President Tebboune added that Algeria would accept the results of a free, organized referendum, whether the Sahrawi chose to be part of Morocco or part of Mauritania. He, on the contrary, stressed that Algeria would never accept that the Sahrawi population in Tindouf be Algerian under whatever pretext or argument.

In this, President Tebboune pretended to ignore that, since 2007, the referendum is no longer an option for resolving the dispute over the Sahara. It was even ruled out in Baker’s I plan and only cautiously mentioned in Baker’s II plan to ease down Algerian pressure.

President Tebboune’s statement was an expression of great fear that the Sahrawi in Tindouf would decide to stay permanently in the western region of Algeria. The Algerian president’s fear is justified because, over the last three years, people there have lost hope of seeing a breakthrough in the Saharan issue. They have a solid argument to stay in Tindouf and make it their homeland; they have participated in different local and general elections as Algerian citizens.

Algeria needs Tindouf free of Polisario’s camps because it projects to exploit Garât Jbilat iron ores and extract minerals that the region’s subsoil is believed to contain. Foreign investors are reluctant to put their money in such an unstable region. Tebboune’s move thus is intended to provoke Morocco’s reaction as the 1972 Algeria-Morocco agreement on the borders contains provisions on mutual exploration of iron ore.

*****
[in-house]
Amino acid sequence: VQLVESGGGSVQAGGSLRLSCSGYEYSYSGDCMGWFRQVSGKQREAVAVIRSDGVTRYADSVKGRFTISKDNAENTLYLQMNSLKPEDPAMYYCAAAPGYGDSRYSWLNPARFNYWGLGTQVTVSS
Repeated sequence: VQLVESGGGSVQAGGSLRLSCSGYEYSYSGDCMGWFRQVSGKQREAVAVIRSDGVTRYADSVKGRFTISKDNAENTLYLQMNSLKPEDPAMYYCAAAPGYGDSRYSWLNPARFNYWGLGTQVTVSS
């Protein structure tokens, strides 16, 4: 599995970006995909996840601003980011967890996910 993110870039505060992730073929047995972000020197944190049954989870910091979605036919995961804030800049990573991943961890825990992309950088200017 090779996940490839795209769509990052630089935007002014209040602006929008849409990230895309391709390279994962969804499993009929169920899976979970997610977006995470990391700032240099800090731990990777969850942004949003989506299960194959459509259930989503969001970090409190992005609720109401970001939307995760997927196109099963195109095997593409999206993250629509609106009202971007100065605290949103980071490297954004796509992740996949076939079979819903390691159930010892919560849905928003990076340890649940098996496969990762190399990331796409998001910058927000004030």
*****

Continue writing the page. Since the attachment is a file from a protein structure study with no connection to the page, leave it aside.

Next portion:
Besides, the plan concocted by the Algerian establishment to make the north of Mauritania a substitutionary land for Tindouf seems hard to implement. Even elements of Polisario that sought and got Mauritanian nationality over the last thirty years have started to have second thoughts about whether to go forward with the initial plan or not.

Sovereignty Means Effectivity, and Vice Versa

The problem with all these proposals is that they are concocted by policymakers and military strategists who pretend to ignore important factors cemented by history, culture, and effectiveness. The latter confirms the accuracy of the two others. What else could be said about the proposal initiated by the collective of French scholars? It seems that it describes a coordinated action inspired by segments of the French media and political elite.